REVIEW: Skijor with Your Dog

Review of Skijor with Your Dog by Mari Hoe-Raitto and Carol Kaynor by MLH Bonham

Copyright 1995 by MLH Bonham

Looking at skijoring from a musher’s perspective, I wasn’t quite sure what to
expect, since skijoring has always been treated as an addendum to most mushing
books. Mushing books usually teach you how to mush (no great surprise here) and
then adds a few paragraphs of “well, if you can’t own as many dogs as we do, you
can try skijoring.” No surprise that I did not think of skijoring as anything
else, but an extention of mushing.

Well, to a certain degree, there is some truth to that, but Mari’s and Carol’s
book gave me a bit more insight into the sport. It is a comprehensive guide to
skijoring, equivalent to Mush! A Beginner’s Manual to Sled Dog Training, with
a rather notable exception in that Skijor is much more up to date. It treats
skijoring as a sport in its own right with sections on choosing a skijoring dog,
training, equipment, dog care, trail etiquette, pulka, winter camping and
competition.

I’m a real how-to and list freak, so I was excited to see diagrams on dog houses
and booties. There are diagrams of skijor tug lines with step by step
instuctions on how to create them using fids. I was not disappointed in the list
department either, Mari and Carol provide you with feeding and training
schedules, winter camping equipment and other equally interesting items. This is
a terrific book for someone who is willing to put forth a little effort to make
some of their equipment.

Carol and Mari take great pains to describe stuff that I consider to be more or
less second nature that most novices would have trouble with. They also put into
words some very critical information such as weight and proper care. I was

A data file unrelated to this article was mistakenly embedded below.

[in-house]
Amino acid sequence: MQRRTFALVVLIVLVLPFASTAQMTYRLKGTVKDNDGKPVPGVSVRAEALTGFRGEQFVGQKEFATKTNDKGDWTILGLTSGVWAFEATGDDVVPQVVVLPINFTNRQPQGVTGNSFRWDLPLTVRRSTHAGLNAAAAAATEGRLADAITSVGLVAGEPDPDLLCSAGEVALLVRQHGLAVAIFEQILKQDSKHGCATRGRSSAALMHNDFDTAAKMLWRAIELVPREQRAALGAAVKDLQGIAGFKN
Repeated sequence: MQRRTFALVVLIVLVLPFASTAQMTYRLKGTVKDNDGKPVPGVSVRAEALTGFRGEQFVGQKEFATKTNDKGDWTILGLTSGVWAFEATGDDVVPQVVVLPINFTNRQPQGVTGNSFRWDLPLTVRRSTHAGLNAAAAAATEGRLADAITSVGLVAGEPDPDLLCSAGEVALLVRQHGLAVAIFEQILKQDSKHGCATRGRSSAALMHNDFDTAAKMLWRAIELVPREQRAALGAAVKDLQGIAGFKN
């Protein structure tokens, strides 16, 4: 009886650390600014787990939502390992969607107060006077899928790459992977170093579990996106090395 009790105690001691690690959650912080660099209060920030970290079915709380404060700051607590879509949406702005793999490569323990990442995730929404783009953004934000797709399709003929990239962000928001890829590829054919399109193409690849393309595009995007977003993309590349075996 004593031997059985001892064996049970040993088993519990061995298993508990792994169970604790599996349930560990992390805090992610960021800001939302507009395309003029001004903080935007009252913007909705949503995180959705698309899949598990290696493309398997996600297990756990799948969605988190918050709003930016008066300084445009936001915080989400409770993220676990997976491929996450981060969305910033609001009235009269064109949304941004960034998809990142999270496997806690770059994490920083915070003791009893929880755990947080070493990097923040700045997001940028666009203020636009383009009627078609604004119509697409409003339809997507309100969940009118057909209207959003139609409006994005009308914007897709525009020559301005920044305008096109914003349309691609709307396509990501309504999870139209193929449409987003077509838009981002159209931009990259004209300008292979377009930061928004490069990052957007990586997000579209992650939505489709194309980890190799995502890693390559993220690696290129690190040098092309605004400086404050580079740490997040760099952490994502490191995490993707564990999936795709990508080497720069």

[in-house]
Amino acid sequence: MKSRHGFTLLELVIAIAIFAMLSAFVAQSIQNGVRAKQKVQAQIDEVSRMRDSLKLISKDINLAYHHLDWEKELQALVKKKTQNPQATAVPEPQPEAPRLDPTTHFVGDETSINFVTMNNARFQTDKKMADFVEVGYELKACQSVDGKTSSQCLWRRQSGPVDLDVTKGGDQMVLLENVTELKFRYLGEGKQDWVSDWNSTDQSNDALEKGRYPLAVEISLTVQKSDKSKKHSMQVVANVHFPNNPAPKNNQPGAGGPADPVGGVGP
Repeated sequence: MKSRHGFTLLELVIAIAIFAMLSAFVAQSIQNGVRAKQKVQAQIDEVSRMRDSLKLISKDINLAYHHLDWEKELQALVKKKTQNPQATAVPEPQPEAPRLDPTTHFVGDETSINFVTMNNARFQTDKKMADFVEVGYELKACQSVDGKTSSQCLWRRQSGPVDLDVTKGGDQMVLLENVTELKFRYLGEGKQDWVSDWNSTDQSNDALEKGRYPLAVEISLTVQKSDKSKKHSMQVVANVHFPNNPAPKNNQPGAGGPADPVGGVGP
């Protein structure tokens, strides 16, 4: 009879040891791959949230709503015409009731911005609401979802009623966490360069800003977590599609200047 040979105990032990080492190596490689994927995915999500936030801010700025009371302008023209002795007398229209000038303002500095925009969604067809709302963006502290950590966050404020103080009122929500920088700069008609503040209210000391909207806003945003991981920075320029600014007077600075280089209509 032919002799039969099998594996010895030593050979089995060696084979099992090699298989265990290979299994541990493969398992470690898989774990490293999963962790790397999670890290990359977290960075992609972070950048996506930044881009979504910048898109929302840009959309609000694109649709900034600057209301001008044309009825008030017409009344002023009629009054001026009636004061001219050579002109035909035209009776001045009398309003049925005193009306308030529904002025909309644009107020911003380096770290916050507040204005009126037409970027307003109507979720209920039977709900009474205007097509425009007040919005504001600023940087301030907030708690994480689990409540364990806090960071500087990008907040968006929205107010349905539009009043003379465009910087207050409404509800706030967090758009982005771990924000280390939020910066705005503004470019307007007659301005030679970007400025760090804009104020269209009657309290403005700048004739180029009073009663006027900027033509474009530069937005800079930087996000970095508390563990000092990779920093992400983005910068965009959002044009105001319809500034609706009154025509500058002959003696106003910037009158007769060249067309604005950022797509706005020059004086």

relieved that they spelled out what a fit dog looks like. They spend an entire
chapter on trail etiquette – something I wish more mushing books would
emphasize. The training sections give the beginner a good idea of how to train
their dog. The only fault I could find in their training section was “tire
training”, which I no longer recommend because beginners usually pick truck
tires (or tires that are too heavy for most dogs). This is always a matter of
opinion because a lot of mushers use tires as drags with success. I would have
also liked to see Lee Fishback’s book, Training Lead Dogs referenced.

Some things, like nutrition, I felt were somewhat glossed over, but then I
reminded myself that this is a beginner’s guide and most people who pick up
this book aren’t going to understand the intricacies of nutrition. Another thing
I found amusing was the use of Alaskan slang, such as describing a dog’s diet of
“meat and cereal”. My first thought was, “Oh, they mean rice or barley”. I asked
a non-musher what “cereal” meant and the thought of breakfast cereal popped in
their mind. (I had an amusing thought of someone feeding Wheaties to their dogs
:wink: Actually, both definitions are wrong – they meant kibble.

Overall, I recommend this book to anyone interested in the sled dog sports,
including mushers. There is enough good cross-over information to make the book
a worthwhile edition to anyone’s library. I found myself having to constantly
pry the book from my spouse’s grasp to finish reading it, which in and of
itself, says quite a bit.

Rating: A Malamute Touchdown

Sky Warrior


Rating Scale:

A Dog Turd – Not worthy of reading A Tail Wag – I liked it, but there were
some glaring problems A Malamute Touchdown – I recommend it. Call your
outfitter up and order it

             "No good dogs, far from. Good dogs, close to."

  /\____ Sky Warrior aka MLH Bonham // ~ / _\_____
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